Poached Prawns

"Part of a wonderful three course lunch at Chez Cecile, Paris (Chef Stephane Pitre)"
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  • In a pan, boil water, wine, carrot, celery, salt and pepper to make a broth.
  • Peel the prawns; discard the heads, keep the tails.
  • Poach them for 10 minutes in the hot (but not boiling) broth.
  • Remove 7 oz. stock to another pan, bring to a boil.
  • Remove from heat and add butter. Blend, adding the pistachio oil as you go; season with salt and pepper.
  • Remove prawns from the liquid and arrange them on a plate, drizzle with the sauce.
  • Serve with a risotto or pureed artichokes.

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  1. Simple, elegant, light and delicious! We loved these and ate 12 prawns between the two of us for a light lunch - great recipe, thanks Kate! I changed nothing. Made for ZWT3.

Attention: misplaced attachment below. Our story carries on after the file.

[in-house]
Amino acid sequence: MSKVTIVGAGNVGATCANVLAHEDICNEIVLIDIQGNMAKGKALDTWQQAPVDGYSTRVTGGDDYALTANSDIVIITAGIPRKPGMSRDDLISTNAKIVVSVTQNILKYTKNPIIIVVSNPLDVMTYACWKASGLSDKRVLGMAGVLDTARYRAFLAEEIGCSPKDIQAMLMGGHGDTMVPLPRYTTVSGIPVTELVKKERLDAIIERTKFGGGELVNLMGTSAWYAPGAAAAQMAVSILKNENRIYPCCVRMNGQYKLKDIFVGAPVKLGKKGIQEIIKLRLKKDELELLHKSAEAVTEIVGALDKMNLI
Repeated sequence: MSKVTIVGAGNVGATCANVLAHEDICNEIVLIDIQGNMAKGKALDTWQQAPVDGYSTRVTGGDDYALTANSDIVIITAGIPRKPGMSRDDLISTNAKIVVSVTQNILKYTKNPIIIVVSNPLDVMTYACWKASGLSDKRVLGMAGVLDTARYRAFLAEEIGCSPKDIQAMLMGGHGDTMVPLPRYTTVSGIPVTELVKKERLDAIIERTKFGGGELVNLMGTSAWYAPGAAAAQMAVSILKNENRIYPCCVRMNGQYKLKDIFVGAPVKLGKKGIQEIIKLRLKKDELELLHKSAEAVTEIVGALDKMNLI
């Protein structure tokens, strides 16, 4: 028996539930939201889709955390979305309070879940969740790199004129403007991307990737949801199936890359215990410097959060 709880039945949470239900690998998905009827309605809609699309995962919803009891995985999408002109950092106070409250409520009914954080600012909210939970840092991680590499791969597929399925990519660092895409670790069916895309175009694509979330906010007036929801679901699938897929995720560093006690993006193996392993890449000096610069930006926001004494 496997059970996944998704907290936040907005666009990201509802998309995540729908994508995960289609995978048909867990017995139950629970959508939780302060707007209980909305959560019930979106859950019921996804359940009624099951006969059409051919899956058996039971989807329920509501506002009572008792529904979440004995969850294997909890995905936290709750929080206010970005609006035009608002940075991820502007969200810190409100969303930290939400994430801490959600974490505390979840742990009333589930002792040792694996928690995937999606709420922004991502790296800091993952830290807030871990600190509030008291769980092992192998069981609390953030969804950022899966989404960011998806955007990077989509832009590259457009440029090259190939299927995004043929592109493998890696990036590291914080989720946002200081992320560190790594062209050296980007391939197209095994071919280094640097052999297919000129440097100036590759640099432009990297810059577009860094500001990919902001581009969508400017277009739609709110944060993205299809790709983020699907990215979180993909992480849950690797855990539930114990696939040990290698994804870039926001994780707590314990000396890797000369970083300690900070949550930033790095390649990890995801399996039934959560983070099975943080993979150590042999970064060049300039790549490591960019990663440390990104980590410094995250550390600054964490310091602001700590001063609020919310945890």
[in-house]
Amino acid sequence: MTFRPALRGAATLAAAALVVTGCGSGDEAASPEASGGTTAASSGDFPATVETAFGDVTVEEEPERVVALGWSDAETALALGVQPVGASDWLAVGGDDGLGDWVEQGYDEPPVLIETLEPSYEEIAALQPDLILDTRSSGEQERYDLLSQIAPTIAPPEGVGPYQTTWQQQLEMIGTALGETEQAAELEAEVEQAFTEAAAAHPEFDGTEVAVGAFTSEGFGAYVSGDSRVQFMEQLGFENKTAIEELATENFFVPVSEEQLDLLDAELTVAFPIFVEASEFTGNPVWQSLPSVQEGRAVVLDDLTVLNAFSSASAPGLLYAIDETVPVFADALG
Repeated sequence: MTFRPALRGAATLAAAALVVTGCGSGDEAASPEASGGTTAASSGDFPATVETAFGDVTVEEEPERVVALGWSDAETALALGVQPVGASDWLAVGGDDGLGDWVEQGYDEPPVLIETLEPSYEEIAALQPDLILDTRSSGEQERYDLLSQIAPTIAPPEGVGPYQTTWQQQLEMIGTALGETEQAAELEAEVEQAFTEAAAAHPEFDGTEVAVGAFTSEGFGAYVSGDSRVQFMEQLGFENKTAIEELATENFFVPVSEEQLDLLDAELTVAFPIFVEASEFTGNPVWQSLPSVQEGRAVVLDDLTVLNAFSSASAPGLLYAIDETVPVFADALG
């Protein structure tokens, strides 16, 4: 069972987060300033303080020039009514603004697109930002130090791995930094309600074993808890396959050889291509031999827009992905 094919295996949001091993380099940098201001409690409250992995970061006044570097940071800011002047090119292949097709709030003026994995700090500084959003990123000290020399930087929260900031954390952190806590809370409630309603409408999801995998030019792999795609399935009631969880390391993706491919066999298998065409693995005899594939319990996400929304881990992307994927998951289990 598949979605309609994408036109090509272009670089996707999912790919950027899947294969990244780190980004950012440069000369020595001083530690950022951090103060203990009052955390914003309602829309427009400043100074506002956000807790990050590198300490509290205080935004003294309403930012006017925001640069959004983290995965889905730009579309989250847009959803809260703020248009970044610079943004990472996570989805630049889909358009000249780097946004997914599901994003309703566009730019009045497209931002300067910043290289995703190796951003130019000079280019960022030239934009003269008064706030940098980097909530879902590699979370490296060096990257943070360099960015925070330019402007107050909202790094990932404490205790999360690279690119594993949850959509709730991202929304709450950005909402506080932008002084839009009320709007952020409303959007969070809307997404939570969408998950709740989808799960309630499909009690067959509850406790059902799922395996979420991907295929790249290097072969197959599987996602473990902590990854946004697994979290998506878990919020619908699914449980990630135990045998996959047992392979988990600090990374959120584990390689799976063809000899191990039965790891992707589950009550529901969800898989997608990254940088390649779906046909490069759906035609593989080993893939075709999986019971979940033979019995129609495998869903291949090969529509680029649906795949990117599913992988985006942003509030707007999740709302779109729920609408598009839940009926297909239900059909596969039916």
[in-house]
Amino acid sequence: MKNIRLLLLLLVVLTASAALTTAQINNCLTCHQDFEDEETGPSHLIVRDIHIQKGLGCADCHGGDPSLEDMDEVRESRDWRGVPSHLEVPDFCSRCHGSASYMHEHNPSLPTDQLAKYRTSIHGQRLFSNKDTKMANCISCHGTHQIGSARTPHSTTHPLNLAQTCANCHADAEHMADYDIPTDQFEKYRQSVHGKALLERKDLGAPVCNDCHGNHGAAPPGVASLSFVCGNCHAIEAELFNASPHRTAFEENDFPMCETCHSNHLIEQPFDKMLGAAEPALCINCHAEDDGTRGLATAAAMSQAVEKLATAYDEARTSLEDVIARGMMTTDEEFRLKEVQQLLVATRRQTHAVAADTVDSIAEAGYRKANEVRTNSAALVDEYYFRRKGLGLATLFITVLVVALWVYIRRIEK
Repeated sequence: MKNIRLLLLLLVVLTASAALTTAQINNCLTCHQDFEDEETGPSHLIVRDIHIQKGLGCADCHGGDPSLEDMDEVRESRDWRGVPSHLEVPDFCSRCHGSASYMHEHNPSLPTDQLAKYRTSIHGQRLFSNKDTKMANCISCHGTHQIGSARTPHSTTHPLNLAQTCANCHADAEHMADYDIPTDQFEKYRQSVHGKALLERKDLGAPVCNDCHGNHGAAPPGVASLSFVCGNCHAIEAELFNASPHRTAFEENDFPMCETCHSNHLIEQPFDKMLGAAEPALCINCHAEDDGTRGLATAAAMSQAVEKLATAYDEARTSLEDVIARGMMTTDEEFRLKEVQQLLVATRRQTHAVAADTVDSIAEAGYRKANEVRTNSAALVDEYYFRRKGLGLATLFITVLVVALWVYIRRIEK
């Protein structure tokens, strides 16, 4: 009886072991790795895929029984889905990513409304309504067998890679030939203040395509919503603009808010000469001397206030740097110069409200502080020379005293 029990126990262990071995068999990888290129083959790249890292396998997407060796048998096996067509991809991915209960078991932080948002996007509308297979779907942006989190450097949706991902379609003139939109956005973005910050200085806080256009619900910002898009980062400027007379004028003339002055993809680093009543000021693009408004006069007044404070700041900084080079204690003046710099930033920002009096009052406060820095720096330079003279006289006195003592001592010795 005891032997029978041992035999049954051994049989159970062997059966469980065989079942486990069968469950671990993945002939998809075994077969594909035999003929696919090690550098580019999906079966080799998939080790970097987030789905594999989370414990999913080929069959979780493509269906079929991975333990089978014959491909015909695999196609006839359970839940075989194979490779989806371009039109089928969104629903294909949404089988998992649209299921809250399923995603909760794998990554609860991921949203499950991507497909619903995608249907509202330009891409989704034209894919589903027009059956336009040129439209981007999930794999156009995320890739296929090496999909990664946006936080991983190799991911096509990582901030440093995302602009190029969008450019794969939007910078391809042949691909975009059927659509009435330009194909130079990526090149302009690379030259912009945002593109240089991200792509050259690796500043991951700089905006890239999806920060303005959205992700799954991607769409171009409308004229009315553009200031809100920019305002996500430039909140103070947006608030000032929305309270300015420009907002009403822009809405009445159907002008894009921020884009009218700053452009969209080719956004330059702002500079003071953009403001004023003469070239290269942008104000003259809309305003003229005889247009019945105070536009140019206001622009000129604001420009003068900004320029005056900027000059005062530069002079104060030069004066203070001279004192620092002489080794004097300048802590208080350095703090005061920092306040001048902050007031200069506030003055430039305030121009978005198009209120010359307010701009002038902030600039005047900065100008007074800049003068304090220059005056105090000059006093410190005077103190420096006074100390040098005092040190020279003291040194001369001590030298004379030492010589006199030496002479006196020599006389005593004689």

<p>I have always loved to cook. When I was little, I cooked with my Grandmother who had endless patience and extraordinary skill as a baker. And I cooked with my Mother, who had a set repertoire, but taught me many basics. Then I spent a summer with a French cousin who opened up a whole new world of cooking. And I grew up in New York City, which meant that I was surrounded by all varieties of wonderful food, from great bagels and white fish to all the wonders of Chinatown and Little Italy, from German to Spanish to Mexican to Puerto Rican to Cuban, not to mention Cuban-Chinese. And my parents loved good food, so I grew up eating things like roasted peppers, anchovies, cheeses, charcuterie, as well as burgers and the like. In my own cooking I try to use organics as much as possible; I never use canned soup or cake mix and, other than a cheese steak if I'm in Philly or pizza by the slice in New York, I don't eat fast food. So, while I think I eat and cook just about everything, I do have friends who think I'm picky--just because the only thing I've ever had from McDonald's is a diet Coke (and maybe a frie or two). I have collected literally hundreds of recipes, clipped from the Times or magazines, copied down from friends, cajoled out of restaurant chefs. Little by little, I am pulling out the ones I've made and loved and posting them here. Maybe someday, every drawer in my apartment won't crammed with recipes. (Of course, I'll always have those shelves crammed with cookbooks.) I'm still amazed and delighted by the friendliness and the incredible knowledge of the people here. 'Zaar has been a wonderful discovery for me.</p>
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